Environment Portugal , Aveiro, Thursday, June 18 of 2015, 11:23

The effects of climatic change alter the regeneration of marine worms

The Universidad de Aveiro confirms that changes in acidity, salinity, and temperature modify the regeneration of a polychaete that is frequently used as bait

José Pichel Andrés/DICYT Researchers of the Centre of Environmental and Marine Studies (Centro de Estudos do Ambiente e do Mar, CESAM) of the University of Aveiro have found by experiments that the acidification of the sea, the drop in salinity, or the temperature alter the regeneration capacity of the species Diopatra neapolitana, a worm that may grow to over 30 centimetres in length.


The researchers chose Diopatra neapolitana because of its commercial interest as it is used as fishing bait and also because of its ecological importance as a source of food for many fish and crustaceans, as the CESAM researcher Adília Pires explained to DiCYT. Moreover, this species is widely distributed all over Europe from the Atlantic coast of France to the Mediterranean, which makes its study of great interest.


In order to carry out the experiments, the scientists cut part of these organisms and placed them in glass aquariums to find out how they regenerated their rear ends. Every so often they measured the worms under different conditions of acidity, salinity, and temperature.


The most important results were reflected in an article published in Marine Environmental Research and indicate that a reduction in the pH of the sea (greater acidity) and sudden changes in salinity mean that this polychaete needs more days to complete the regeneration. On the contrary, if the temperature increases the regeneration is faster.


Climatic change forecasts indicate that all these factors can occur together, both the changes in the pH and the salinity that hinder regeneration and the increase in temperature that accelerates it. However, the scientists are not so sure that some circumstances compensate for others. “It is important to study the combined effects of temperature and salinity, because we do not know which of the two conditions has the strongest impact”, the expert comments.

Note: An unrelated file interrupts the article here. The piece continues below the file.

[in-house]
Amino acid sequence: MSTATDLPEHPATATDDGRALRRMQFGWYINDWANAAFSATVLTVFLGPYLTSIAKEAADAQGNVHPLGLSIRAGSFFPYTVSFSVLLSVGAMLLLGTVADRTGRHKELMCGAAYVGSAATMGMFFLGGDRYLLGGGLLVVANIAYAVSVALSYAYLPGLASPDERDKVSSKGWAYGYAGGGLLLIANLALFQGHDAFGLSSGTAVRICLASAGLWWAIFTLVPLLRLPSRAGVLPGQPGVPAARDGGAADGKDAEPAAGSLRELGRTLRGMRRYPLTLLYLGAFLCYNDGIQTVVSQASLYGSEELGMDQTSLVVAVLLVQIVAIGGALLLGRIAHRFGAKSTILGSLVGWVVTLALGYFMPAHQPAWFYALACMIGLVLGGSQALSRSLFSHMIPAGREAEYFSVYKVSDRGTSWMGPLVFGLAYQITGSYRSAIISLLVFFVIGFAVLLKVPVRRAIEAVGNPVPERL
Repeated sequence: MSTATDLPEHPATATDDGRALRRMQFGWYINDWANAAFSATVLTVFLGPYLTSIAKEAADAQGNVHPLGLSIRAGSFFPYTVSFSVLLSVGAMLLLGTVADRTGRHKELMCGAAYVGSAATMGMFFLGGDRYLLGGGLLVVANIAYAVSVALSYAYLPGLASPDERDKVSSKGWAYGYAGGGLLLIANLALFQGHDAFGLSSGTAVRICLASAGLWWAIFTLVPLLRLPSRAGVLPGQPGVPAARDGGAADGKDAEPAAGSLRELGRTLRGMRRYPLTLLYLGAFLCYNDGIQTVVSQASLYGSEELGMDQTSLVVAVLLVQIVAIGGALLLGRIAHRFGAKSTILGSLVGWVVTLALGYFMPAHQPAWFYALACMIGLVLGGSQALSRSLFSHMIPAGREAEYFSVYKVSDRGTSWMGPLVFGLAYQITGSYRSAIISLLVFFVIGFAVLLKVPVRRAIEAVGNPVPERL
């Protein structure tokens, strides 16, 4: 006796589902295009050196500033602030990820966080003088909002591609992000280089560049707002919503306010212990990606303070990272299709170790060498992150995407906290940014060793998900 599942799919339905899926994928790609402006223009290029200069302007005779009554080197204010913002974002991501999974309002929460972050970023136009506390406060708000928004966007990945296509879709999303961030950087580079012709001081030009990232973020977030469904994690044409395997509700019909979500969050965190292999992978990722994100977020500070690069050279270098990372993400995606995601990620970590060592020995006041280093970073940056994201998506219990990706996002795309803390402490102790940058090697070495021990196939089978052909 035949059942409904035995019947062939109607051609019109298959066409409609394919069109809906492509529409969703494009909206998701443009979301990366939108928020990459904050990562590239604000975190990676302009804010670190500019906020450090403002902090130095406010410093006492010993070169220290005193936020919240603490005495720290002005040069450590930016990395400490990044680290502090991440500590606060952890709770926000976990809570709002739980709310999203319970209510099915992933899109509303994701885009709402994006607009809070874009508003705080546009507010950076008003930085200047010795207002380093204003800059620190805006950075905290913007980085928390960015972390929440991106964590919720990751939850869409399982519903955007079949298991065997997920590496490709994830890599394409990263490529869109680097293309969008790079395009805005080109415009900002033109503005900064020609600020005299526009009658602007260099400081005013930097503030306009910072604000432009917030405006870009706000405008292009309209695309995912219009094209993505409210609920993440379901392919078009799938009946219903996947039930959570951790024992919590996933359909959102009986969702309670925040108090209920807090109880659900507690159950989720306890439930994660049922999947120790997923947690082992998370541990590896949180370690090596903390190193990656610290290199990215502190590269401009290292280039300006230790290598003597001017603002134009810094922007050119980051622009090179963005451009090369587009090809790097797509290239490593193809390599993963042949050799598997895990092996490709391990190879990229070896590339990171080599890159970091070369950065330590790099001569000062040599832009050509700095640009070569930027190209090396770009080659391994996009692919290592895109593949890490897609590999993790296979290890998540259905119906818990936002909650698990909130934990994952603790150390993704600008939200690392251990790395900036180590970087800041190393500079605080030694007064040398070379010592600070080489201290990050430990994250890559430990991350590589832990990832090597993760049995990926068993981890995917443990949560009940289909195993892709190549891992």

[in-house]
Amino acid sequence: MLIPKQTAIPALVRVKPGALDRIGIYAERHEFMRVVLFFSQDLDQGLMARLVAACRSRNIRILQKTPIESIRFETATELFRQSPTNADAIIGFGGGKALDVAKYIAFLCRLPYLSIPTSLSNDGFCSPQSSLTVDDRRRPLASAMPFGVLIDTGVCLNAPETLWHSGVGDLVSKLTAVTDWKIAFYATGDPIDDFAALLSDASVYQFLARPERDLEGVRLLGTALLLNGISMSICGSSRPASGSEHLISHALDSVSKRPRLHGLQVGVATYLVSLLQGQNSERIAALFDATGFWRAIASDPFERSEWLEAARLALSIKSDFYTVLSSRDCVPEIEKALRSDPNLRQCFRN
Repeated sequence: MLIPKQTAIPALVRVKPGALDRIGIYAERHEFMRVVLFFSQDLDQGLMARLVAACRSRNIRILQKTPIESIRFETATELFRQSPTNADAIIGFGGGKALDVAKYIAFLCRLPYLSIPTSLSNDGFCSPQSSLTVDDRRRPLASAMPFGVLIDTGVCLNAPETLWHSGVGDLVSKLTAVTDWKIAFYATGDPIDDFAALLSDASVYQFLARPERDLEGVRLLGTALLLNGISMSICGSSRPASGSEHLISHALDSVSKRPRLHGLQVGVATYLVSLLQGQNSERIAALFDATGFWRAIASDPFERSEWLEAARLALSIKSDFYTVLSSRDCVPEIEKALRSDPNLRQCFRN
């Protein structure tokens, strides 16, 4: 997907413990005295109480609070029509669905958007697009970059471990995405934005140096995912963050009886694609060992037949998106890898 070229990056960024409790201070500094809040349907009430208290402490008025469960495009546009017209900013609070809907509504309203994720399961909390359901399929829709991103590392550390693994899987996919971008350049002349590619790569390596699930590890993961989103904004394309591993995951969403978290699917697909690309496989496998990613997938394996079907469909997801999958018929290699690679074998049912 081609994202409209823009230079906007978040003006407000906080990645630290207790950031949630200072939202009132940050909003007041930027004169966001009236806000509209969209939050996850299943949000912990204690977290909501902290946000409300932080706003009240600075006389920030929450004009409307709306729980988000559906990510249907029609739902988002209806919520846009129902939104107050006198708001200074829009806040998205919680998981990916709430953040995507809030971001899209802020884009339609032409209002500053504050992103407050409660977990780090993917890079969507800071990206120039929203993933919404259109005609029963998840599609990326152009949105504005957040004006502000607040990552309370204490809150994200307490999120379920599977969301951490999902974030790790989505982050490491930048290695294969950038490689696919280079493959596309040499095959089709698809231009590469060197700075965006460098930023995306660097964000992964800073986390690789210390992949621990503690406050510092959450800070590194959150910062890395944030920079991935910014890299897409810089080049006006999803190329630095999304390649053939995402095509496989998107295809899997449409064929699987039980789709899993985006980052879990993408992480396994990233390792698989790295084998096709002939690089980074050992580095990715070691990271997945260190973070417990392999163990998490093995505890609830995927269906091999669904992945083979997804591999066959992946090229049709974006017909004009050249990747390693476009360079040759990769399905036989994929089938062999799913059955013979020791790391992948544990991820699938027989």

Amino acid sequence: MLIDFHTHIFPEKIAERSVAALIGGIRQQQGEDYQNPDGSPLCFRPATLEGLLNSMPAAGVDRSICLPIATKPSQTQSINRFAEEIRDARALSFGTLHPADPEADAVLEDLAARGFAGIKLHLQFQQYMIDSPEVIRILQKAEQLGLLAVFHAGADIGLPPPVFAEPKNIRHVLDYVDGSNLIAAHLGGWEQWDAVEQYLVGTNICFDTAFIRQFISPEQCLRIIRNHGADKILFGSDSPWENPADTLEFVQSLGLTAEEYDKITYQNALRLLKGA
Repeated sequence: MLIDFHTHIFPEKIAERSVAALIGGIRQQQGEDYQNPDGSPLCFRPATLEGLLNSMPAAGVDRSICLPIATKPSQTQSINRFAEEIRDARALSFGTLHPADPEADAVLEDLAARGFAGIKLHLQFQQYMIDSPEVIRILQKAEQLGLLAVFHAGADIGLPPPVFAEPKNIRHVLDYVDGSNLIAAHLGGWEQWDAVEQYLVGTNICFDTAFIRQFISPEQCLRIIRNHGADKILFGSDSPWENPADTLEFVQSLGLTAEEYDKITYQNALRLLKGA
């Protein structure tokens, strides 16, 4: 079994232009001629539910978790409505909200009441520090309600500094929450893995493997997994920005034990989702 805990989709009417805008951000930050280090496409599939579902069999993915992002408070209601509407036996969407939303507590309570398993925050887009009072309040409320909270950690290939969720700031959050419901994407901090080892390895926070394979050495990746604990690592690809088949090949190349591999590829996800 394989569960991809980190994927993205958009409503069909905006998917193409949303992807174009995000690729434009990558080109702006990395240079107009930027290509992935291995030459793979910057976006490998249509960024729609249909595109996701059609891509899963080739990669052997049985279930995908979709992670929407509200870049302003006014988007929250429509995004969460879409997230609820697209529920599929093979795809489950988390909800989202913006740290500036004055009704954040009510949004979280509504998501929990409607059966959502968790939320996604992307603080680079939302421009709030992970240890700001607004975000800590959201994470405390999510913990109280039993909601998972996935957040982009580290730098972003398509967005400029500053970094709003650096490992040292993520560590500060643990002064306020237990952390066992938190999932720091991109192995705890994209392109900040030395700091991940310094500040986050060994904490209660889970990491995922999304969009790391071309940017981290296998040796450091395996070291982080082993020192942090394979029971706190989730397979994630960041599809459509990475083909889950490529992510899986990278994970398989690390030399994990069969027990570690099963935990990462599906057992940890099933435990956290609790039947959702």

In any case, this area of research “can help us to understand the possible consequences of climatic change”. The delay in regeneration would have negative consequences for the reproduction of the species, and this could jeopardise its conservation in the near future according to the specialists of the University of Aveiro.


“Some species are capable of adapting well to climatic change, while other more sensitive ones are seriously affected. In the case of D. neapolitana further study is necessary to confirm the situation, although it could be capable of adapting unless the salinity is very low”, the researcher points out.


Effect on the food chain


In any case, if climatic change can reduce the numbers of some species considerably, the consequences will be felt all through the food chain. This may mean that some species not directly affected will be left without a source of food and will have to find it elsewhere.


Although this research by Adília Pires has concentrated on polychaetes and their sensitivity to climatic change, it also analyses how other alterations affect these animals, such as contaminating products that end up in the sea. Among other aspects, she has found that contamination by pharmaceutical products also modifies the regeneration capacity of these organisms and alters their cells.


Bibliographical reference 


The effects of water acidification, temperature and salinity on the regenerative capacity of the polychaete Diopatra neapolitana. Adília Pires, Etelvina Figueira, Anthony Moreira, Amadeu M.V.M. Soares, Rosa Freitas. Marine Environmental Research, Volume 106, May 2015, Pages 30–41.